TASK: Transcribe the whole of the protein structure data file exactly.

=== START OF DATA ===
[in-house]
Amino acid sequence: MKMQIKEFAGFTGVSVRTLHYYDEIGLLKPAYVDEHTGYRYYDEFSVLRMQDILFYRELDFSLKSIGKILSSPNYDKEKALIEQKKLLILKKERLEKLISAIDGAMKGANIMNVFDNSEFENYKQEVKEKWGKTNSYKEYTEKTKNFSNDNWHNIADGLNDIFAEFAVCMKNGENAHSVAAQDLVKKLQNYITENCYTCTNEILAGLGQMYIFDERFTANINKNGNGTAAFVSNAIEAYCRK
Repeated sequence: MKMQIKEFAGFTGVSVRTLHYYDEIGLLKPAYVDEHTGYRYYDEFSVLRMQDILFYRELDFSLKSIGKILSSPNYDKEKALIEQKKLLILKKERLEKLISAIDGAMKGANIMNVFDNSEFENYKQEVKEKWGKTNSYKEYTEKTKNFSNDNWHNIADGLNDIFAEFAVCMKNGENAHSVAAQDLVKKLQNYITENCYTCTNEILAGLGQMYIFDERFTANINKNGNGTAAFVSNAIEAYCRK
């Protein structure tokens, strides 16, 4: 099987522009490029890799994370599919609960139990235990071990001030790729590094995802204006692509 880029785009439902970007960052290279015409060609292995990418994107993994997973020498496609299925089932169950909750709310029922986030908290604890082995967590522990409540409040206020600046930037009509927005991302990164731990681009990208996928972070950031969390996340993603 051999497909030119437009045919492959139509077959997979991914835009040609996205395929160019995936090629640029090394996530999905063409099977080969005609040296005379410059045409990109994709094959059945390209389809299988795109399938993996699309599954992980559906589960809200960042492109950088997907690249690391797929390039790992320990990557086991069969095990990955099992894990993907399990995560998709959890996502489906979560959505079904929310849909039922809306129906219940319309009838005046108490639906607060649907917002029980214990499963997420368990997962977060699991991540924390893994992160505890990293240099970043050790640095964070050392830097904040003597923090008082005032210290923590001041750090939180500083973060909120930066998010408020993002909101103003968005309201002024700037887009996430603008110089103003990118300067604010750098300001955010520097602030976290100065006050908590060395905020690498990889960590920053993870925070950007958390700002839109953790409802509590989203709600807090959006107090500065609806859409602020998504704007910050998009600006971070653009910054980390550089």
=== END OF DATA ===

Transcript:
[in-house]
Amino acid sequence: MKMQIKEFAGFTGVSVRTLHYYDEIGLLKPAYVDEHTGYRYYDEFSVLRMQDILFYRELDFSLKSIGKILSSPNYDKEKALIEQKKLLILKKERLEKLISAIDGAMKGANIMNVFDNSEFENYKQEVKEKWGKTNSYKEYTEKTKNFSNDNWHNIADGLNDIFAEFAVCMKNGENAHSVAAQDLVKKLQNYITENCYTCTNEILAGLGQMYIFDERFTANINKNGNGTAAFVSNAIEAYCRK
Repeated sequence: MKMQIKEFAGFTGVSVRTLHYYDEIGLLKPAYVDEHTGYRYYDEFSVLRMQDILFYRELDFSLKSIGKILSSPNYDKEKALIEQKKLLILKKERLEKLISAIDGAMKGANIMNVFDNSEFENYKQEVKEKWGKTNSYKEYTEKTKNFSNDNWHNIADGLNDIFAEFAVCMKNGENAHSVAAQDLVKKLQNYITENCYTCTNEILAGLGQMYIFDERFTANINKNGNGTAAFVSNAIEAYCRK
């Protein structure tokens, strides 16, 4: 099987522009490029890799994370599919609960139990235990071990001030790729590094995802204006692509 880029785009439902970007960052290279015409060609292995990418994107993994997973020498496609299925089932169950909750709310029922986030908290604890082995967590522990409540409040206020600046930037009509927005991302990164731990681009990208996928972070950031969390996340993603 051999497909030119437009045919492959139509077959997979991914835009040609996205395929160019995936090629640029090394996530999905063409099977080969005609040296005379410059045409990109994709094959059945390209389809299988795109399938993996699309599954992980559906589960809200960042492109950088997907690249690391797929390039790992320990990557086991069969095990990955099992894990993907399990995560998709959890996502489906979560959505079904929310849909039922809306129906219940319309009838005046108490639906607060649907917002029980214990499963997420368990997962977060699991991540924390893994992160505890990293240099970043050790640095964070050392830097904040003597923090008082005032210290923590001041750090939180500083973060909120930066998010408020993002909101103003968005309201002024700037887009996430603008110089103003990118300067604010750098300001955010520097602030976290100065006050908590060395905020690498990889960590920053993870925070950007958390700002839109953790409802509590989203709600807090959006107090500065609806859409602020998504704007910050998009600006971070653009910054980390550089």